The book of law is the Bible to him
Any crime committed is a sin
He keeps the peace whith his law-giver
Judge, jury, and executioner
- Ko-Ko of The Mikado is Lord High Executioner, as well as, presumably, judge and jury. Pish-Tush is... noble something-or-other. Pooh-Bah is Lord High Everything Else. Subverted, as Ko-Ko is a bit squeamish about executing people, leading him to sentence people less often (as opposed to most of the other trigger-happy juries on the rest of the page). And also because Ko-Ko is himself under a sentence of death for... flirting.
- Errant Story: the less extreme members of the elven Peregin force (which is to say, Sarine) are this way toward half elves. Most Peregins, however, don't bother with nuances of guilt or innocence as far as half elves are concerned, and just Kill 'em All.
- In Schlock Mercenary, the legal system of Mahuitalotu is said to involve a "Prosexecuting Attornicator".
- In Sluggy Freelance Oasis was "protector" of a small town that used to be a haven for organized crime. The locals were absolutely terrified of her as she killed every criminal she came across.
- Judge Dead from the Noob franchise is naturally this, being the head Game Master for the MMORPG in which the story is set. The name is likely intentional as he has said "I am the law" a couple of times in the webseries. A couple of other Game Masters have been seen in the comic version, one of them giving his name as "Judge Love".
- Walker the ghost warden in Danny Phantom provides a quote at the top.
- Two-Face becomes one of these under the guise of the Judge, in Batman: The Animated Series. He tries to execute several super-villains including himself, as a result of a third personality developing because of Harvey's former sense of justice, despising that he had become Two-Face. It ends with Two-Face sitting in a cell, and his third voice demanding what he pleads. "Guilty. Guilty. Guilty. Guilty.. Guilty.."
- Batman himself comes right to the edge in an early episode of the series. After chasing down a man who keeps children underground and uses them to steal things for him, he tells him that, while he'll never betray his values of Thou Shalt Not Kill and that he'll still turn him over to the courts for judgment, he was very tempted.
- The Avatar: The Last Airbender episode "Avatar Day" features a town where the justice system is called "justice" because it involves "just us," as in the same man is the prosecutor, judge, and jury. Punishment is decided by the Wheel of Punishment, however, which ranges from "boiled in oil" to "community service."
Katara: Community service! Please stop on community service!
- In an episode of Garfield and Friends, Jon is stopped by a Corrupt Hick for driving faster than the posted limit of 8 mph (incidentally obscured by overgrowth.) The selfsame sheriff that arrests him proceeds to prosecute him, defend him, judge him, and act as several different members of the jury.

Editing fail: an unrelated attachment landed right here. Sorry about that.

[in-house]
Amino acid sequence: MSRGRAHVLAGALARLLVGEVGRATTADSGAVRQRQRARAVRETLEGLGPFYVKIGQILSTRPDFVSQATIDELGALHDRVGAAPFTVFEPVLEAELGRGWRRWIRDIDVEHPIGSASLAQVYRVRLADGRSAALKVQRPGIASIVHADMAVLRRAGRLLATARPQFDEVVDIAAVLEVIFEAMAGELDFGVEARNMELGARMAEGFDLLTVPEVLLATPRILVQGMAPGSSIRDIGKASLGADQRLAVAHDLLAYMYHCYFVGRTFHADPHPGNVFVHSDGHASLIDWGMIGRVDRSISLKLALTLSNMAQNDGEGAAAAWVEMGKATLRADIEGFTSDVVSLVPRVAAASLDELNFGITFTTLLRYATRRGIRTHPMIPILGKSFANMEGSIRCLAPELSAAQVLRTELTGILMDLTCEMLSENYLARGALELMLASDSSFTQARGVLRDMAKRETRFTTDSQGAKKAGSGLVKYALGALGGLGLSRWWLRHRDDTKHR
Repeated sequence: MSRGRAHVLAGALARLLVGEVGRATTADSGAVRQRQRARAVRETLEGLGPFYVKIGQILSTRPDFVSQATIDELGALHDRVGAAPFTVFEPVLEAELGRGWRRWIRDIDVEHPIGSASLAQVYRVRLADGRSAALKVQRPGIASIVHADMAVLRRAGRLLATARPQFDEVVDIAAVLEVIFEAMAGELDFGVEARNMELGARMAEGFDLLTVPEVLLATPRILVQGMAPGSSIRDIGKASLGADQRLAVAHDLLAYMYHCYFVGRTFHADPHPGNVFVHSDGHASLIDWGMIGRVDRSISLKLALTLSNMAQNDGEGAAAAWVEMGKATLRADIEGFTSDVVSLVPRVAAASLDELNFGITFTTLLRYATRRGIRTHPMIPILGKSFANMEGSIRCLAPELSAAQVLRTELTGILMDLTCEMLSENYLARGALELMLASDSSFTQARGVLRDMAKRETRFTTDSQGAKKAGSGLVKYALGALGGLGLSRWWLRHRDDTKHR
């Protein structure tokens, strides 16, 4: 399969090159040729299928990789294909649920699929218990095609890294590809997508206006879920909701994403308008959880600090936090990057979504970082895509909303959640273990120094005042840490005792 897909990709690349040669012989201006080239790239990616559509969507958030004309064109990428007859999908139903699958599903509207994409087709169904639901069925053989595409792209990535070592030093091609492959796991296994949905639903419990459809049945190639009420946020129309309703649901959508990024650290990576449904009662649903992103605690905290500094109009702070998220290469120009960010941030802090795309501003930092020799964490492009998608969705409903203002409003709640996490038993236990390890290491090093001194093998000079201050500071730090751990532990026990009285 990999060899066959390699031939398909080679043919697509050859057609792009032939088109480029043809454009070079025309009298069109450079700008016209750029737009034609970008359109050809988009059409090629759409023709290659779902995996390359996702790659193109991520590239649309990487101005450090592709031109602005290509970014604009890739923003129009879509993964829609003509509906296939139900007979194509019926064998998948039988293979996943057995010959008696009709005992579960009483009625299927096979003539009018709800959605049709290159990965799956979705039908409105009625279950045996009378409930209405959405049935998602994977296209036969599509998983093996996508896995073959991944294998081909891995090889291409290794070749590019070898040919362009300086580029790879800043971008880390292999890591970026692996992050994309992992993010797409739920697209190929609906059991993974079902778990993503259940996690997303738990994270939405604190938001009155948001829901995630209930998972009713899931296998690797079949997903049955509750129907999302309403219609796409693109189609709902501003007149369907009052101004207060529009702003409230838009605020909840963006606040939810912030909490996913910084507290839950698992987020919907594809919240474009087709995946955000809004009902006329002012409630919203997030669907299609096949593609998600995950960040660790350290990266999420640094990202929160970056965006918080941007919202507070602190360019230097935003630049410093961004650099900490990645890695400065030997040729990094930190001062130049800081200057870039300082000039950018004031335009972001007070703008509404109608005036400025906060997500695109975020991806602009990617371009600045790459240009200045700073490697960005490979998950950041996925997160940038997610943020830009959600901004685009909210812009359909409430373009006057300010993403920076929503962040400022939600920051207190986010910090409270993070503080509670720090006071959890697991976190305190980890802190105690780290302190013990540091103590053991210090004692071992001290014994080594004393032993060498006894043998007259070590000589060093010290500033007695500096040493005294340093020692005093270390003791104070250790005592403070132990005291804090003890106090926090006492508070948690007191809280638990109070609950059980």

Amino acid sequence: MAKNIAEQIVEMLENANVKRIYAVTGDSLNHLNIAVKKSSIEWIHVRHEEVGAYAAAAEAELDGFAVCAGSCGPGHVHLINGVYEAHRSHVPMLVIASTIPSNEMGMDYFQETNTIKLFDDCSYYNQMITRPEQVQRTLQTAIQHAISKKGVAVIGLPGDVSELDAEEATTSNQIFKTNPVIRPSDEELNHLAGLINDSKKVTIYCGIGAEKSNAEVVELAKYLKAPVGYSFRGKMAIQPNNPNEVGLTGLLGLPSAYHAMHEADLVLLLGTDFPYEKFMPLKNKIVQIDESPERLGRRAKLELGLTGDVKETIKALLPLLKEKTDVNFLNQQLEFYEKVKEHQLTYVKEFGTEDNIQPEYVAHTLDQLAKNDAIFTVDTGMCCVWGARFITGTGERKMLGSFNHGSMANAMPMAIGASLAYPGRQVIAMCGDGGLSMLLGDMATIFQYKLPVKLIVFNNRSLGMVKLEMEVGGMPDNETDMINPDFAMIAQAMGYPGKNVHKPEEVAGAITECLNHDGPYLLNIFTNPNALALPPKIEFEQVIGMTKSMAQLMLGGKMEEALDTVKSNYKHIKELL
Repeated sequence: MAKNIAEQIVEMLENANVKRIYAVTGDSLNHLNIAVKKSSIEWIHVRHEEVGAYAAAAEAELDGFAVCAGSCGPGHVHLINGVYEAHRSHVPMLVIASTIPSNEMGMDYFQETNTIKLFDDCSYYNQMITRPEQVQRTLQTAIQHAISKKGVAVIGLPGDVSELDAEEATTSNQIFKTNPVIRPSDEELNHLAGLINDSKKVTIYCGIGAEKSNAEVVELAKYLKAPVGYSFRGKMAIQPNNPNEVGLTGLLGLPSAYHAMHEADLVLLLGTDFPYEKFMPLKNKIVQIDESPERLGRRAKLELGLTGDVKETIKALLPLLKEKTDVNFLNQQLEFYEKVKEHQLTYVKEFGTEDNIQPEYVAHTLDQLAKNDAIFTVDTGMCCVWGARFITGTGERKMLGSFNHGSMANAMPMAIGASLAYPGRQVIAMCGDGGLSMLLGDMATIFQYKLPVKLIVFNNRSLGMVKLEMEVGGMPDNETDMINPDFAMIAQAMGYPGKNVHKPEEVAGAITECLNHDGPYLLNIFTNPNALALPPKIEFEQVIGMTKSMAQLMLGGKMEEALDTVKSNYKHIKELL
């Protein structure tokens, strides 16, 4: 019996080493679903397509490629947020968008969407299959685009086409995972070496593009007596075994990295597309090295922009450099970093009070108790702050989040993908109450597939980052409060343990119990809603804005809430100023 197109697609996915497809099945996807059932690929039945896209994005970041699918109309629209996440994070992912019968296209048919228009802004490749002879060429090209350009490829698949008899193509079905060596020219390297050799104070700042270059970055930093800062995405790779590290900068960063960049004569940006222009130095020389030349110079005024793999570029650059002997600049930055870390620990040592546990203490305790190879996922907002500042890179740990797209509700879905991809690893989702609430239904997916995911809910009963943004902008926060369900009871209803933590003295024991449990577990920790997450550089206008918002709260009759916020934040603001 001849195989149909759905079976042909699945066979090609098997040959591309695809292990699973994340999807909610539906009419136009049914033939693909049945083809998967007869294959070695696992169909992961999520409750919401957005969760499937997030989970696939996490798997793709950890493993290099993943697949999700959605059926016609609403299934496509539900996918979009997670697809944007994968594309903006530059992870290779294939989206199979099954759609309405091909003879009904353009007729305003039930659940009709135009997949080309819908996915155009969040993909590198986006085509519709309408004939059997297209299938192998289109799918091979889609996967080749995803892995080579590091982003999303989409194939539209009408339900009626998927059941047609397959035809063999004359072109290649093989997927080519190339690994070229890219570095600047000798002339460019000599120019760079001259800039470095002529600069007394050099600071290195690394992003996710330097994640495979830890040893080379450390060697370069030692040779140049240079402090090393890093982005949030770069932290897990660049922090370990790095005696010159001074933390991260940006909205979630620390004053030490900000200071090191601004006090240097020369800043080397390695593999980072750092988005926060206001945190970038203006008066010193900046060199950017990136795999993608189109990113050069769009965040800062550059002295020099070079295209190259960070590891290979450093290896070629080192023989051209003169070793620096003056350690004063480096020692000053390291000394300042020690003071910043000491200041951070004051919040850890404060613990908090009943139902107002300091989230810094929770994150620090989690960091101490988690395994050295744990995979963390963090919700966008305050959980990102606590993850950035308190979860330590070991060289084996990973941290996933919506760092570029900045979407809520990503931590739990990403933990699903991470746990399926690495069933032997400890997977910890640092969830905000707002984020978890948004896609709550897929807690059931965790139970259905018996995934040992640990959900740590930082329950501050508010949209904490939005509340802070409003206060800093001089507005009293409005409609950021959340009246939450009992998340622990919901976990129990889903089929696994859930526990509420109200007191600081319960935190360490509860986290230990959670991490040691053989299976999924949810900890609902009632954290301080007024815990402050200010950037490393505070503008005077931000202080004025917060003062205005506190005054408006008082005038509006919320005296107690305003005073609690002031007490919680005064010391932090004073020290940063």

- "Monkey Dust" - The Paedofinder General's entire career is spent accusing people of being pedophiles.. His evidence is always based on completely spurious coincidences or otherwise innocuous irrelevancies. He then pronounces the sentence which is always death. The fact that he is a parody of actual UK paedo witch-hunt logic is somewhat worrying.
- The five-faced Quintesson Judge in Transformers: The Movie. Whether the defendant is guilty or innocent, they get thrown into the Shark Pool.
- On Captain N: The Game Master: MotherBrain takes over in one episode and declares herself Judge, Jury, and Executioner of Videoland as she puts the heroes on trial.
- In an episode of Super Friends, Mxyzptlk puts Superman and Batman on trial, and immediately says, "As Judge, Jury, and Executioner, I pronounce you: Guilty, Guilty, GUILTY!"
- Daffy Duck uses this as a humorous charade on Porky Pig in the classic short "Boobs In The Woods."
- Medieval knights and feudal Samurai had absolute power over those living in their lands (technically you could complain to the person above them, but in practice even getting a word to that person could be impossible), and in the case of Samurai were legally entitled to kill anybody for any reason, such as showing disrespect.
- The Samurai could be this to themselves in cases of extreme dishonor.
- The Batalhão de Operações Policiais Especiais (BOPE) elite police unit in Rio De Janeiro is known for such a reputation, according to the book (and later a film) Tropa de Elite.
- This is kind of what the US Marshals did during the Old West period. Usually, they are the law enforcers of the towns, but in the lawless frontier where there is no government (and thus, no court), the marshals also assume the role of the judge. They also carried out public hangings of death-sentenced convicts.
- In remote areas of Canada before courts were formally established, Mounties also served as judges in the same fashion.
- In Qing and Republic-era China, soldiers would often be assigned to this task. "Individuals who were caught stealing or causing disorder in the market place would be apprehended, bound and usually beheaded in the middle of the street after a very brief 'trial.'."
- After Germany invaded the USSR in WWII, Hitler issued an order that court-martials would not be used in Russia - instead, any Russian who might have done something wrong was to be brought before the nearest officer, who would decide whether to kill the person or not.